Friday, 15 July 2011


Currently listening to: She's Electric - Oasis

As briefly mentioned in my last post, I've recently started as a volunteer at a small local charity near my parents' house where I'm staying for the Summer. The charity is a learning centre for adults with brain damage, the majority of whom have become disabled after a stroke or an accident. I was assigned to the Friday morning computer class as a teaching assistant.

Last time I applied for medical school (2007), I didn't have much in the way of work experience or at least, volunteering in a caring environment. I'd done several days of shadowing, and whilst it was very fun to wear scrubs. watch a mastoidectomy and help the anaesthetist with her sudoku, I didn't write much in my personal statement as to WHY it had strengthened my desire to study medicine and particularly, why I wished to work with people day in and day out for the rest of my professional life. Looking over my 2007 application, I have to say, it was a bit rubbish. I had the predicted grades, but my gained AS levels weren't very good. My personal statement was lackluster (I'd volunteered at Oxfam, but for the life of me now I can't work out why as it's not really relevant to the caring professions), and my UKCAT was average. No surprises, I got rejected a few months later.

So this time I'm determined to put together a faultless application. I have the grades, I shall hopefully have a good UKCAT score, and now I'm concentrating on gaining the relevant experience for my personal statement.

It was actually quite fun. Designing a poster on Powerpoint for a pretend hotel may be boring or too easy for most people, these basic computer skills can really make a difference to the clients in terms of their personal development. Simple things like copying and pasting or searching for images on Google need to be explained and taken step by step, but it's very satisfying when the students see the finished product. In short, patience is of utmost importance, it can take a while for the easiest task to be accomplished.

Today was my first session so for the final hour and a half I had to go through an induction which was basically a talk on health and safety, administration, etc. Boring, but necessary I suppose. I'll be going back next Friday, and so far it's been an enjoyable experience.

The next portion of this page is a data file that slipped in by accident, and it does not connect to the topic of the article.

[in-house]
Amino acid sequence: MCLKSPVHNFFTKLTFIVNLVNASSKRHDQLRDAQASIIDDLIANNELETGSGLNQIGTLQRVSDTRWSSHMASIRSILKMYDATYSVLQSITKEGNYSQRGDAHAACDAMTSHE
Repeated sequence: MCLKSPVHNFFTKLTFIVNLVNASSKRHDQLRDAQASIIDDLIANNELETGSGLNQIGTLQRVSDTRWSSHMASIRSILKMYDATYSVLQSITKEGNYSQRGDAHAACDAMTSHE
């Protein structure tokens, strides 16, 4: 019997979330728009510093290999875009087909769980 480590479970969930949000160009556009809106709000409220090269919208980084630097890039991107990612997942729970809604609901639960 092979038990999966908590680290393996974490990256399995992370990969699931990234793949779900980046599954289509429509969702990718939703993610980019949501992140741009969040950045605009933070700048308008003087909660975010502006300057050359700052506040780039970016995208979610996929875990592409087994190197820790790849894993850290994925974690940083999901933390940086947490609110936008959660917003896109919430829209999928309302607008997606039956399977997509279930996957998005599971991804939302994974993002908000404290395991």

I'm also trying to get a rather distant relative (in terms of family, not location!), who works in the Immunology department of the Royal Free to arrange a period of shadowing for me in the hospital setting, so fingers crossed that works out too. In terms of UKCAT preparation, I've finished the practice questions so I've started the book again. So far I've identified several things:

  • Quantitative reasoning is simple, but I take a long time getting each problem done.

  • Abstract reasoning is mostly guesswork. Very hit and miss. But I've heard that it's just the questions in this book which are outrageously difficult, and the real exam is much nicer.

  • Verbal reasoning is fine. Get most of the questions right, and within the time limit.

  • Decision analysis is also fine. No problems with understanding or timing.

So in short I have to work on my timing for QR. If I can get a good score for the UKCAT, my chance of getting an interview at Barts and The London (my first choice for medicine) will be high, considering I already have my 2:1. The UKCAT is the final pre-interview hurdle to jump, so I absolutely have to do well in it.


  1. The real QR section on the test itself is much more straight forward than most prep materials would suggest! Don't fret! People seem to worry about that section the most and end up getting the highest score in it!

  2. TGM: Well I hope so, like I say, the calculations themselves are basic but the way the questions are phrased and laid out makes it more time consuming. I'm hoping to improve my timing before Aug 26th. Do you have any book recommendations aside from the 600Qs one? Cheers :)

  3. I used 600Q and this website:

    Although I didn't cough up for it. I used someone elses account :)

    Abstract reasoning is a pain in the arse, but it really is just practice and getting to know how to spot the rules being used. Again, I think they were more simple on the actual test.

    I found decision analysis to be the most tricky, purely because of the length of the sentences towards the end. I used the whiteboard to quickly short-hand a few things as I went along.

  4. The thing that helped me most with abstract reasoning was when I realised all the answers were one of several possibilities. Once you laern the possibilities it's just a case of seeing which one the problem fits. Does your book explain why the answer is as it is?

  5. @ILHC: Yes, it does, but sometimes it is ridiculously complicated e.g:

    "The large object is white and the number of black circles is equal to the number of sides in the large object minus one. The reminaing object is also white and can be of the same type or different type to the large object".

    I get that the UKCAT is supposed to be challenging, and I know getting into med school isn't easy, but having to idenitify *that* relationship in less than a minute seems impossible! But people say the AR section in the actual exam is a bit easier...I hope that's true!

  6. @TGM

    Apologies, your second comment was somehow marked by Blogger as spam, and I only just approved it. Thanks for the advice, I'll have a look at that site, I'm running out of AR questions tbh :)